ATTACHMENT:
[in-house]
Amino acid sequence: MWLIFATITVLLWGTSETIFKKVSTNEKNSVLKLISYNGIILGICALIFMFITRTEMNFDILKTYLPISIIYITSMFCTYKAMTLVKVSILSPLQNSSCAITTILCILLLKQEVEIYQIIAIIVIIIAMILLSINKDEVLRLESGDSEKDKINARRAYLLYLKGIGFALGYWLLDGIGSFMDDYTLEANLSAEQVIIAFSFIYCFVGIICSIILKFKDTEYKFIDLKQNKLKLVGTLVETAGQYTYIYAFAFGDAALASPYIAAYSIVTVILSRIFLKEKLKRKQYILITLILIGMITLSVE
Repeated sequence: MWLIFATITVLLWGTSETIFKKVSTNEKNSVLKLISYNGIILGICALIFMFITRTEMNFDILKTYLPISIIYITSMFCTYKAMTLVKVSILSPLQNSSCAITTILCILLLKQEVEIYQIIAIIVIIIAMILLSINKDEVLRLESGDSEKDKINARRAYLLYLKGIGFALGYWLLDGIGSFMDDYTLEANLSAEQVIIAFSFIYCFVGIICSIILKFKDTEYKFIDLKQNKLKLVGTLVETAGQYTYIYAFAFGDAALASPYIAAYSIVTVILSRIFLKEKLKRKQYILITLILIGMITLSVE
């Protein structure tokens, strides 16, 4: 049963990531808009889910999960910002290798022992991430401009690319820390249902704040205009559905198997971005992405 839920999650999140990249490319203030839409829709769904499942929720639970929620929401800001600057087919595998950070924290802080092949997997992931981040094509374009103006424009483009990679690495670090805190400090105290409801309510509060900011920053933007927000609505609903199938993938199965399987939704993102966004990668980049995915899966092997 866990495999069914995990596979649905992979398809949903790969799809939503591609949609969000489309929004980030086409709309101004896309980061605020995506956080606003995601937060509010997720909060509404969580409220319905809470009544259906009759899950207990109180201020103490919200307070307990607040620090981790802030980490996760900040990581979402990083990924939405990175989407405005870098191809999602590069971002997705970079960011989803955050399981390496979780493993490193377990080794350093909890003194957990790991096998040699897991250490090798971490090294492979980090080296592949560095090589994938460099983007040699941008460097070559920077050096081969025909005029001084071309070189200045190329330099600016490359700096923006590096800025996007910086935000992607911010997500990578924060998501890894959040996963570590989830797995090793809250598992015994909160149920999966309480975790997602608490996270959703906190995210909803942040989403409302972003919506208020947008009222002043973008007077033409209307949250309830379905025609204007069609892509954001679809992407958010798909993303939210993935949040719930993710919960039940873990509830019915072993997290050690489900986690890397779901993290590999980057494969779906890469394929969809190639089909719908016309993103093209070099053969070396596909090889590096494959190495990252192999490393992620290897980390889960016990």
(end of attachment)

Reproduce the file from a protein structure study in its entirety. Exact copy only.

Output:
[in-house]
Amino acid sequence: MWLIFATITVLLWGTSETIFKKVSTNEKNSVLKLISYNGIILGICALIFMFITRTEMNFDILKTYLPISIIYITSMFCTYKAMTLVKVSILSPLQNSSCAITTILCILLLKQEVEIYQIIAIIVIIIAMILLSINKDEVLRLESGDSEKDKINARRAYLLYLKGIGFALGYWLLDGIGSFMDDYTLEANLSAEQVIIAFSFIYCFVGIICSIILKFKDTEYKFIDLKQNKLKLVGTLVETAGQYTYIYAFAFGDAALASPYIAAYSIVTVILSRIFLKEKLKRKQYILITLILIGMITLSVE
Repeated sequence: MWLIFATITVLLWGTSETIFKKVSTNEKNSVLKLISYNGIILGICALIFMFITRTEMNFDILKTYLPISIIYITSMFCTYKAMTLVKVSILSPLQNSSCAITTILCILLLKQEVEIYQIIAIIVIIIAMILLSINKDEVLRLESGDSEKDKINARRAYLLYLKGIGFALGYWLLDGIGSFMDDYTLEANLSAEQVIIAFSFIYCFVGIICSIILKFKDTEYKFIDLKQNKLKLVGTLVETAGQYTYIYAFAFGDAALASPYIAAYSIVTVILSRIFLKEKLKRKQYILITLILIGMITLSVE
């Protein structure tokens, strides 16, 4: 049963990531808009889910999960910002290798022992991430401009690319820390249902704040205009559905198997971005992405 839920999650999140990249490319203030839409829709769904499942929720639970929620929401800001600057087919595998950070924290802080092949997997992931981040094509374009103006424009483009990679690495670090805190400090105290409801309510509060900011920053933007927000609505609903199938993938199965399987939704993102966004990668980049995915899966092997 866990495999069914995990596979649905992979398809949903790969799809939503591609949609969000489309929004980030086409709309101004896309980061605020995506956080606003995601937060509010997720909060509404969580409220319905809470009544259906009759899950207990109180201020103490919200307070307990607040620090981790802030980490996760900040990581979402990083990924939405990175989407405005870098191809999602590069971002997705970079960011989803955050399981390496979780493993490193377990080794350093909890003194957990790991096998040699897991250490090798971490090294492979980090080296592949560095090589994938460099983007040699941008460097070559920077050096081969025909005029001084071309070189200045190329330099600016490359700096923006590096800025996007910086935000992607911010997500990578924060998501890894959040996963570590989830797995090793809250598992015994909160149920999966309480975790997602608490996270959703906190995210909803942040989403409302972003919506208020947008009222002043973008007077033409209307949250309830379905025609204007069609892509954001679809992407958010798909993303939210993935949040719930993710919960039940873990509830019915072993997290050690489900986690890397779901993290590999980057494969779906890469394929969809190639089909719908016309993103093209070099053969070396596909090889590096494959190495990252192999490393992620290897980390889960016990």